But for all his shortcomings, I think that Deresiewicz is making a vital point. All of his complaints boil down to one insight: meritocracy is insidious.

Now, how can this be? Isn’t meritocracy good? Isn’t is the only fair and just system? Well, there are several obvious problems. For one, what is ‘merit’? Any meritocracy must begin with some notion of worth; and this notion will always be shaped by cultural and economic pressures. You simply cannot measure the inherent ‘worth’ of a person, so you end up measuring people against some arbitrary standard—like analytical intelligence or academic pedigree—imposed by the outside.

But even if we could agree on a universal measure of ‘merit’ (which is impossible), there would be no guarantee that we could measure it perfectly. Some people will be lucky, others unlucky. And even if we could agree on a standard and measure it perfectly—two impossible conditions—we are still left with the question of reward. If somebody is in the top fifth percentile, how much wealth do they ‘deserve’? This will also be arbitrary, and whatever decision will likely not satisfy everyone.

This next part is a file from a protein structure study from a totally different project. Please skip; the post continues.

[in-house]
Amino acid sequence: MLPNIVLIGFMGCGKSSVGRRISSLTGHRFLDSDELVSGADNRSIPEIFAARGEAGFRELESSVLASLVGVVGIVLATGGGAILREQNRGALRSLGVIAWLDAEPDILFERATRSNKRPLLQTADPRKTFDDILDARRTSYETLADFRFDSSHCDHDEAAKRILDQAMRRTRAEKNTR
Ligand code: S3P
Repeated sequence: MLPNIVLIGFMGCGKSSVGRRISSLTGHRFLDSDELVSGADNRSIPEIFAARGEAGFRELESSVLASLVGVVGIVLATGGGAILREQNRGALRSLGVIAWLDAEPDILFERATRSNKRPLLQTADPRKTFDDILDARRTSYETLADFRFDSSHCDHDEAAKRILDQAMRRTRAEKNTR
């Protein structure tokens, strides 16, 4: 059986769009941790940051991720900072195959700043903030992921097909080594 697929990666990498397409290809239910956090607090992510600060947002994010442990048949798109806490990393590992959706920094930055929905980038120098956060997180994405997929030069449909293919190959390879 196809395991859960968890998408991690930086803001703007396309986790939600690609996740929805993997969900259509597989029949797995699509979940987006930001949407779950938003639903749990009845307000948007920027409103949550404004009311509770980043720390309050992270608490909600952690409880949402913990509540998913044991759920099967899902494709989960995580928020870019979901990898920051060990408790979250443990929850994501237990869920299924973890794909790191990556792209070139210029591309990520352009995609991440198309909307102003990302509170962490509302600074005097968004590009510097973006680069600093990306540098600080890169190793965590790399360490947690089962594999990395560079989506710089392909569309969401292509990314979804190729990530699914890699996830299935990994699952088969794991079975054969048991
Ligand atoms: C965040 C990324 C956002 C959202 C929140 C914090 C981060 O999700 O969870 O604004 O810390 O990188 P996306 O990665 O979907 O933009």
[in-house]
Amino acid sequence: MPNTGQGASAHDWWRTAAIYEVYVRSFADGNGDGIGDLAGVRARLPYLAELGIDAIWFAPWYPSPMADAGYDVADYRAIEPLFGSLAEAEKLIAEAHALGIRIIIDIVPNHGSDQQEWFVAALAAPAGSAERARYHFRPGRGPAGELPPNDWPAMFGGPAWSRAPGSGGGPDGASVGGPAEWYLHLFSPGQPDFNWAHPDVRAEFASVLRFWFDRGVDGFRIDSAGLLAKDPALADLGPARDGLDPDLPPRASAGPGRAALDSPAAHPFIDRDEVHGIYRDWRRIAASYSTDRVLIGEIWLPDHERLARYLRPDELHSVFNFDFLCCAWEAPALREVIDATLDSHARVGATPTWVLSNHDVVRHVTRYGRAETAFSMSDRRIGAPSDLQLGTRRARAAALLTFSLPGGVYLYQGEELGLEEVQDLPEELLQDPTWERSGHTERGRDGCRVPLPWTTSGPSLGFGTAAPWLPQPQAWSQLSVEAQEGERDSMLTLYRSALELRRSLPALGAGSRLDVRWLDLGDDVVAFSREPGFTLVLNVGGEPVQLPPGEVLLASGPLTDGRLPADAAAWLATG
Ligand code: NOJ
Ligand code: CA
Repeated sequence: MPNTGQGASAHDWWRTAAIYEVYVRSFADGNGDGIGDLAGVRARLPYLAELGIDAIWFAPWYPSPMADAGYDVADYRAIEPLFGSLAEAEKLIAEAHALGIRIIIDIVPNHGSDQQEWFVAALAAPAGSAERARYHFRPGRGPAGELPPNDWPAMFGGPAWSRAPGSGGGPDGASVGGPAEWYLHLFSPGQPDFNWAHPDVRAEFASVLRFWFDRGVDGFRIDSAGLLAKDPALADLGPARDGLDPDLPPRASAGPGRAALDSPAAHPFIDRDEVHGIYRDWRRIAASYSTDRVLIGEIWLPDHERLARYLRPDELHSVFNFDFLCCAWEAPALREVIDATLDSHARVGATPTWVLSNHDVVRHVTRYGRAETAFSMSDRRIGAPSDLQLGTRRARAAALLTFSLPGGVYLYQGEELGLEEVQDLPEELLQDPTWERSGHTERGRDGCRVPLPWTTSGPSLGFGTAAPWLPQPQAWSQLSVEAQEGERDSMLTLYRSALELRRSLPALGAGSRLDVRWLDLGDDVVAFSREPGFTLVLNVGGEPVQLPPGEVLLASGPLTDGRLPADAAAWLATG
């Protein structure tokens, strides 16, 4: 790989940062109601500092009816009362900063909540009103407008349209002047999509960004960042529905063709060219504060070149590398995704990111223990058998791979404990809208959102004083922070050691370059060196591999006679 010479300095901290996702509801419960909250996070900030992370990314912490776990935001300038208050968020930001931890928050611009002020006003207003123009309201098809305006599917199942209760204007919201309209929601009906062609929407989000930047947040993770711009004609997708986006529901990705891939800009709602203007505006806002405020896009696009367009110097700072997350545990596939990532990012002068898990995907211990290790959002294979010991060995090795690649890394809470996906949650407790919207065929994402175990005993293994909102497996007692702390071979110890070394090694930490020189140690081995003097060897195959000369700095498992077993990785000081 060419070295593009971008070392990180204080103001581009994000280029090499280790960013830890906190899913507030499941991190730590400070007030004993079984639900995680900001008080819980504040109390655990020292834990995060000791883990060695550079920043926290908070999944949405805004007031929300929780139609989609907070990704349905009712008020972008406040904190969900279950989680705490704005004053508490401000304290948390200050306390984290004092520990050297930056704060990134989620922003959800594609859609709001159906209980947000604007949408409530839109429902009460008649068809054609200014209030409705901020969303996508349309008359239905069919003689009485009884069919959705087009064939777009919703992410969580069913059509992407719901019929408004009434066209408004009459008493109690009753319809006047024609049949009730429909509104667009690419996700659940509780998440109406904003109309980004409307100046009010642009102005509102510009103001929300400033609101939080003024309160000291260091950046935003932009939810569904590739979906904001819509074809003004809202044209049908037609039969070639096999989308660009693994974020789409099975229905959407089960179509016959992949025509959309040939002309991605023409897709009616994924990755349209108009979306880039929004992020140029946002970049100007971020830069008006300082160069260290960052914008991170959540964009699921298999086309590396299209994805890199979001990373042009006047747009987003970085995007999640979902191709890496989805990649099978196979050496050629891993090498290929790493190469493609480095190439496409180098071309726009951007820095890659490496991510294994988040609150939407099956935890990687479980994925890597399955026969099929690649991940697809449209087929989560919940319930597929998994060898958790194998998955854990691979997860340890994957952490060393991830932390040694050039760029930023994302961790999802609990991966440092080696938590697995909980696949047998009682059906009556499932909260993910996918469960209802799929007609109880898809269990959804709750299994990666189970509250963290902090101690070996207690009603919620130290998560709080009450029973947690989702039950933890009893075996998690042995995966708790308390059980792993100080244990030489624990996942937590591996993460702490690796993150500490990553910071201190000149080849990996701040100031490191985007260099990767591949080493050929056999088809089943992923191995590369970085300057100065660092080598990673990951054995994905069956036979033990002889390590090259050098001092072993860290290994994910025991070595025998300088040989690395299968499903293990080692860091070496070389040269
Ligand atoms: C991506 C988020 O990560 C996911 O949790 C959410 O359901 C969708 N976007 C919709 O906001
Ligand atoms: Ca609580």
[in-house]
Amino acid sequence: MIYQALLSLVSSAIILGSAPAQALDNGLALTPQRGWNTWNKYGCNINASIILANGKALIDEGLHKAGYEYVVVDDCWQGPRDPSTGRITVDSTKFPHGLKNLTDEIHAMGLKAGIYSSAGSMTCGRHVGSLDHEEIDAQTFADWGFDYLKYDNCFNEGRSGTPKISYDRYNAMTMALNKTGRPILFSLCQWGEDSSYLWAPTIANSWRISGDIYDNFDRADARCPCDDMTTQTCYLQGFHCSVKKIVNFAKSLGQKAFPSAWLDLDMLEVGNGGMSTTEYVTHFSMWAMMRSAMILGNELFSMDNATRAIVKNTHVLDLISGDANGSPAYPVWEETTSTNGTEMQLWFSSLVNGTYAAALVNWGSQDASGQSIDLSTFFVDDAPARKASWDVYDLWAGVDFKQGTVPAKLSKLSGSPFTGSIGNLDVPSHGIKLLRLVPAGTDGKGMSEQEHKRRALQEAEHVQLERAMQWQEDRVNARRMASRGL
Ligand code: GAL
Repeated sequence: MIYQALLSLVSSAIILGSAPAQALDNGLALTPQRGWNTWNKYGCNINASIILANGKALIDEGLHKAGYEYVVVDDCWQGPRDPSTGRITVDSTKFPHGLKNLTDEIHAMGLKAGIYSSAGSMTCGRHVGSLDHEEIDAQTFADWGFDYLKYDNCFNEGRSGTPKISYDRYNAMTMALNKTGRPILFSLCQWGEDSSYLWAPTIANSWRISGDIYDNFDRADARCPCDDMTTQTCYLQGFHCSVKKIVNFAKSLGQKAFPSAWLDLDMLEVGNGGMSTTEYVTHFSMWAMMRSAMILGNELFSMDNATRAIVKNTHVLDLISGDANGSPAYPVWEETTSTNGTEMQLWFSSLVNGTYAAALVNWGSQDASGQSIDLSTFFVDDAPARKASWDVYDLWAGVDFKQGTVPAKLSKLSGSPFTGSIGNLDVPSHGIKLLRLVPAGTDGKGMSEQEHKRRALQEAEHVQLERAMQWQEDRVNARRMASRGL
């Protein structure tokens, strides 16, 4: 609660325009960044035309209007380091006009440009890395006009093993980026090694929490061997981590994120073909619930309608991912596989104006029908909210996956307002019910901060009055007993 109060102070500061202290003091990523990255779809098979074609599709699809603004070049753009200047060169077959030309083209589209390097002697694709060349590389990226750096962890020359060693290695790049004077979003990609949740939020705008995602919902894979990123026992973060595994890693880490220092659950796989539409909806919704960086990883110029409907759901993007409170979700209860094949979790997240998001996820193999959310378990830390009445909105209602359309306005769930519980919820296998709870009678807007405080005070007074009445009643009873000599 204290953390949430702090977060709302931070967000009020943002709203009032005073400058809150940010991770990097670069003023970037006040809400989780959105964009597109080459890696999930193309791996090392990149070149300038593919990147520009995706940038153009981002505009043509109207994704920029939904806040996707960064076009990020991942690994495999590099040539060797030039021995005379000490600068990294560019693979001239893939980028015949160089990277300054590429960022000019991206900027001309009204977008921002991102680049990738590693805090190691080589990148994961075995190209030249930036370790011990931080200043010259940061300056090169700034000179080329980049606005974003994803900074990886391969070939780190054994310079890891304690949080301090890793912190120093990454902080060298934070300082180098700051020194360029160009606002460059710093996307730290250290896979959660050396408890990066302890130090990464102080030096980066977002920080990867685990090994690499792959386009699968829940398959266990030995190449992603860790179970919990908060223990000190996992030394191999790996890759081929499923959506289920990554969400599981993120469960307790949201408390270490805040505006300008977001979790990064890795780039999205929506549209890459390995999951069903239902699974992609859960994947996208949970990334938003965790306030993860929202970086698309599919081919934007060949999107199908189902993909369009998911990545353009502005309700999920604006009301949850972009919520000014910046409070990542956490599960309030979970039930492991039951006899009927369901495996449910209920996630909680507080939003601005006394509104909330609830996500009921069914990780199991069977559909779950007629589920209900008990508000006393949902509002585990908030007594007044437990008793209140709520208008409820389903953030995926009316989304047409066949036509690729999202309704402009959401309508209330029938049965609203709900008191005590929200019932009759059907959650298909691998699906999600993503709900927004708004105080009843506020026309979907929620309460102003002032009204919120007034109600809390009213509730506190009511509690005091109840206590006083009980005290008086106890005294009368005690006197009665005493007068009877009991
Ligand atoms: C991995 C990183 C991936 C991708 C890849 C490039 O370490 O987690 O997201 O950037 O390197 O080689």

So you see, first a meritocracy imposes an arbitrary standard, and then denies the existence of luck, and then distributes rewards along this standard arbitrarily. A meritocratic system is not necessarily fair—since people’s worth cannot be measured—nor is it necessarily effective—since chance will always play a role—nor is it necessarily just—since meritocratic systems can still be highly unequal. The most insidious part is that it makes people believe they deserve their rewards: the rich deserve their wealth, the poor their poverty.

This is essentially what Deresiewicz is complaining about. The American elite educational system tends to reward certain qualities that are not necessarily desirable (and which are usually associated with wealthy families), and then treat this unequal distribution as justified. But when you think about it, is it really fair that educational resources and prestige be concentrated in very few, very expensive institutions, instead of distributed more evenly throughout the system?

I agree with this fundamental critique. However, I am far from sure that I know how to fix it. For his part, Deresiewicz puts his faith in the old tradition of the liberal arts education.